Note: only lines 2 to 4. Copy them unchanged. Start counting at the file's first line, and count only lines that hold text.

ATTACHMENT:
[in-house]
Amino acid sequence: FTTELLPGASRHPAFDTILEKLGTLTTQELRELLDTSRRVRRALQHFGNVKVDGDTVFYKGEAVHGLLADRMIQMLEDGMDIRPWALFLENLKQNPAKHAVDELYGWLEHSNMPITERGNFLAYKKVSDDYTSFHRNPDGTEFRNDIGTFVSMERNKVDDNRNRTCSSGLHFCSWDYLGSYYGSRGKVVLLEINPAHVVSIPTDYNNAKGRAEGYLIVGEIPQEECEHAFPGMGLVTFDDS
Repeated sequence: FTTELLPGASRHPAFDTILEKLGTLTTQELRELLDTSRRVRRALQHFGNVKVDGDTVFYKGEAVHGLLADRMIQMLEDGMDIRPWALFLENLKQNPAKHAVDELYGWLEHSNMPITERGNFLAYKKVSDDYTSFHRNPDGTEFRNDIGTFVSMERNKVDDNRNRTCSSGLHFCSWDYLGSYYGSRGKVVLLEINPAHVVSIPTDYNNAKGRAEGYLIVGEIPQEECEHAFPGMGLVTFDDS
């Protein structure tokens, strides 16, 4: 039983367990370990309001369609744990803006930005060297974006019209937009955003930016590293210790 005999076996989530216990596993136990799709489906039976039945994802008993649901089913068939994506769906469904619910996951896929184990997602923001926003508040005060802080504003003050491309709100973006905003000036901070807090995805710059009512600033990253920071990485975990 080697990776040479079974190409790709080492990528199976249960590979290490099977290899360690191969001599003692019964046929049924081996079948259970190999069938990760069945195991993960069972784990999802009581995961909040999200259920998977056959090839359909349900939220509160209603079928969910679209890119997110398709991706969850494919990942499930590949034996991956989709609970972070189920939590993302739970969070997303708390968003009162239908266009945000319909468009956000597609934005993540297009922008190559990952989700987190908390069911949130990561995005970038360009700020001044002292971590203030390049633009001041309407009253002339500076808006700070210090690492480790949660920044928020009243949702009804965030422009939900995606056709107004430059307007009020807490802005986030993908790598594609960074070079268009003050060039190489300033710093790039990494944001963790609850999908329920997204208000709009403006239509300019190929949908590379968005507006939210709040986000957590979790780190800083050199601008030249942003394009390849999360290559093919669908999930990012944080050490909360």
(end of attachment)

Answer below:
Amino acid sequence: FTTELLPGASRHPAFDTILEKLGTLTTQELRELLDTSRRVRRALQHFGNVKVDGDTVFYKGEAVHGLLADRMIQMLEDGMDIRPWALFLENLKQNPAKHAVDELYGWLEHSNMPITERGNFLAYKKVSDDYTSFHRNPDGTEFRNDIGTFVSMERNKVDDNRNRTCSSGLHFCSWDYLGSYYGSRGKVVLLEINPAHVVSIPTDYNNAKGRAEGYLIVGEIPQEECEHAFPGMGLVTFDDS
Repeated sequence: FTTELLPGASRHPAFDTILEKLGTLTTQELRELLDTSRRVRRALQHFGNVKVDGDTVFYKGEAVHGLLADRMIQMLEDGMDIRPWALFLENLKQNPAKHAVDELYGWLEHSNMPITERGNFLAYKKVSDDYTSFHRNPDGTEFRNDIGTFVSMERNKVDDNRNRTCSSGLHFCSWDYLGSYYGSRGKVVLLEINPAHVVSIPTDYNNAKGRAEGYLIVGEIPQEECEHAFPGMGLVTFDDS
């Protein structure tokens, strides 16, 4: 039983367990370990309001369609744990803006930005060297974006019209937009955003930016590293210790 005999076996989530216990596993136990799709489906039976039945994802008993649901089913068939994506769906469904619910996951896929184990997602923001926003508040005060802080504003003050491309709100973006905003000036901070807090995805710059009512600033990253920071990485975990 080697990776040479079974190409790709080492990528199976249960590979290490099977290899360690191969001599003692019964046929049924081996079948259970190999069938990760069945195991993960069972784990999802009581995961909040999200259920998977056959090839359909349900939220509160209603079928969910679209890119997110398709991706969850494919990942499930590949034996991956989709609970972070189920939590993302739970969070997303708390968003009162239908266009945000319909468009956000597609934005993540297009922008190559990952989700987190908390069911949130990561995005970038360009700020001044002292971590203030390049633009001041309407009253002339500076808006700070210090690492480790949660920044928020009243949702009804965030422009939900995606056709107004430059307007009020807490802005986030993908790598594609960074070079268009003050060039190489300033710093790039990494944001963790609850999908329920997204208000709009403006239509300019190929949908590379968005507006939210709040986000957590979790780190800083050199601008030249942003394009390849999360290559093919669908999930990012944080050490909360």